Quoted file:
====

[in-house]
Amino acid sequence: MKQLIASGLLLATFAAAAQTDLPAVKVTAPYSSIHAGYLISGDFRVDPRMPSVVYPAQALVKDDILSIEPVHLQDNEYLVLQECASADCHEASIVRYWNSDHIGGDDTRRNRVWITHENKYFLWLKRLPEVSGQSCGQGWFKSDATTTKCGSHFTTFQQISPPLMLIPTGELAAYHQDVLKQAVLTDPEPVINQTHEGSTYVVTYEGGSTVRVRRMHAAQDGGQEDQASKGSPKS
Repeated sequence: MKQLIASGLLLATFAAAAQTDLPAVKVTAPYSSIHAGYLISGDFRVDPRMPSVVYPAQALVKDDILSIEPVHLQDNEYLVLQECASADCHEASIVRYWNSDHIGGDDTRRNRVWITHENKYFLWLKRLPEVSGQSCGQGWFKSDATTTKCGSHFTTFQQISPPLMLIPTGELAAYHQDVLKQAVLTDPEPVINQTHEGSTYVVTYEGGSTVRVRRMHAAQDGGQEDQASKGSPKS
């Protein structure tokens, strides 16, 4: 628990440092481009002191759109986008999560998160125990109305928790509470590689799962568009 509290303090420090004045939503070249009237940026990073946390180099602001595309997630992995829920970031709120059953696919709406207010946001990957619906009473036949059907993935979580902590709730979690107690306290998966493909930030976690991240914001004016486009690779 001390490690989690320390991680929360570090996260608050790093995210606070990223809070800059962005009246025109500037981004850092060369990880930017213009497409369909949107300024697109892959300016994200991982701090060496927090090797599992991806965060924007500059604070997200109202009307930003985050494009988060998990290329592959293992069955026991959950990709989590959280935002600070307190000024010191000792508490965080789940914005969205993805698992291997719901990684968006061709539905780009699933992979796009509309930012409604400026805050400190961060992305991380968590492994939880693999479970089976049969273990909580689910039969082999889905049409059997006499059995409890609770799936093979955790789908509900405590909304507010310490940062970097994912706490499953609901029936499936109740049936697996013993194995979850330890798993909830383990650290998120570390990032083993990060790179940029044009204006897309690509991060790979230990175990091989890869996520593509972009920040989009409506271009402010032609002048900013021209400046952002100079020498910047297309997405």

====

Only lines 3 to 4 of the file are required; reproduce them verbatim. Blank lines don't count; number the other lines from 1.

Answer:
Repeated sequence: MKQLIASGLLLATFAAAAQTDLPAVKVTAPYSSIHAGYLISGDFRVDPRMPSVVYPAQALVKDDILSIEPVHLQDNEYLVLQECASADCHEASIVRYWNSDHIGGDDTRRNRVWITHENKYFLWLKRLPEVSGQSCGQGWFKSDATTTKCGSHFTTFQQISPPLMLIPTGELAAYHQDVLKQAVLTDPEPVINQTHEGSTYVVTYEGGSTVRVRRMHAAQDGGQEDQASKGSPKS
């Protein structure tokens, strides 16, 4: 628990440092481009002191759109986008999560998160125990109305928790509470590689799962568009 509290303090420090004045939503070249009237940026990073946390180099602001595309997630992995829920970031709120059953696919709406207010946001990957619906009473036949059907993935979580902590709730979690107690306290998966493909930030976690991240914001004016486009690779 001390490690989690320390991680929360570090996260608050790093995210606070990223809070800059962005009246025109500037981004850092060369990880930017213009497409369909949107300024697109892959300016994200991982701090060496927090090797599992991806965060924007500059604070997200109202009307930003985050494009988060998990290329592959293992069955026991959950990709989590959280935002600070307190000024010191000792508490965080789940914005969205993805698992291997719901990684968006061709539905780009699933992979796009509309930012409604400026805050400190961060992305991380968590492994939880693999479970089976049969273990909580689910039969082999889905049409059997006499059995409890609770799936093979955790789908509900405590909304507010310490940062970097994912706490499953609901029936499936109740049936697996013993194995979850330890798993909830383990650290998120570390990032083993990060790179940029044009204006897309690509991060790979230990175990091989890869996520593509972009920040989009409506271009402010032609002048900013021209400046952002100079020498910047297309997405």